At para. 16: “What Metro Edge fails to appreciate is that its approach of contesting the facts surrounding the commission dispute is not the correct approach on appeal and was not the correct approach before the chambers judge”.
At para. 17: “The application below was not a review or appeal of the arbitration result, so the judge cannot be criticized for not accepting the arguments of Metro Edge that were framed as an appeal of the findings of fact of the arbitration panel”.
The Court did record other facts raised by Metro Edge and its arguments regarding the other dispute resolution options Macdonald Realty could or should have undertaken as well as Metro Edge’s own options. Having done so, the Court dismissed their role as irrelevant to the issues before it.
A useful practice point, applicable in other arbitrations, involved the identity of the entities to the Award and the post-Award proceedings in court. See para. 4 and paras 20-26. Iyer J.’s decision approved a court judgment in favour “Macdonald Realty Ltd.” against “Metro Edge Holdings Ltd.”
At para. 21, the Court spoke to the evidentiary link, absent in the record in first instance, regarding the relationship between “Macdonald Realty”, the entity named in the Award, and “Macdonald Realty Ltd.”, the entity which sought to enforce the Award. (At para. 4, the Court also noted that “Metro Edge Realty” is a registered sole proprietorship, owned by Metro Edge. In its reasons, the Court referred to Metro Edge Realty as “Metro Edge”. The variances in Metro Edge’s name did not appear to be an issue.)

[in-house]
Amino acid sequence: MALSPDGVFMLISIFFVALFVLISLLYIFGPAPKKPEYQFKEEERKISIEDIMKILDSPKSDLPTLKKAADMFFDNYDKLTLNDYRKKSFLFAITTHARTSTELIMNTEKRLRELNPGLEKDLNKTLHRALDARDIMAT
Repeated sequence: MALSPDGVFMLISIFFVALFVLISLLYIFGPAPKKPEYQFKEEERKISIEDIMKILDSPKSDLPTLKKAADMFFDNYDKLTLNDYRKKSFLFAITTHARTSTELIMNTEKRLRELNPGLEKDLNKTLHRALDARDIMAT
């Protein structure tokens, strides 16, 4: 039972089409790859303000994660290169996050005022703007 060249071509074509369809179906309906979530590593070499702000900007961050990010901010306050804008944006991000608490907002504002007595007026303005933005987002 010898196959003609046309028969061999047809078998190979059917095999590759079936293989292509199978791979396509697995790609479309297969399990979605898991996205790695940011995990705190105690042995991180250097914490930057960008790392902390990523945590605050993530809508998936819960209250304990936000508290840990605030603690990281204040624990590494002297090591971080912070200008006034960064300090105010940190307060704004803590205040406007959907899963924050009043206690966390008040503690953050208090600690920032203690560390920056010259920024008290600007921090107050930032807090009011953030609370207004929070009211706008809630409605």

On appeal, Macdonald Realty applied to file certain documents, which served to initiate the arbitration, as fresh evidence about the entities involved in the arbitration. The Court referred to the criteria in Palmer v. The Queen, 1979 CanLII 8 (SCC),  1 S.C.R. 759 relied on by Macdonald Realty, as well as Petrelli v. Lindell Beach Holiday Resort Ltd., 2011 BCCA 367 paras 49-61.
The Court accepted the additional evidence filed by Macdonald Realty to identify the entities involved in the arbitration. It treated Macdonald Realty’s filing of those documents “much like putting pleadings before the Court”. Filing the documents created no controversy and simply clarified the procedural history.
As a next step, the Court had to decide whether to exercise its discretion and refer the parties back to the arbitration panel to have the arbitration panel clarify Macdonald Realty’s identity.
“ While an available option is to send the matter back to arbitration to clarify the name of the winning party, I am of the view this would be an unnecessary expense to the parties and would not change the result. I am satisfied that the fact that the arbitration award referred to Macdonald Realty was simply a short‑form reference meant to be Macdonald Realty Ltd. It was clear on the documents initiating the arbitration and clear to Metro Edge that Macdonald Realty Ltd. was the party that initiated the arbitration and was the winning party. There is no ambiguity in this regard.”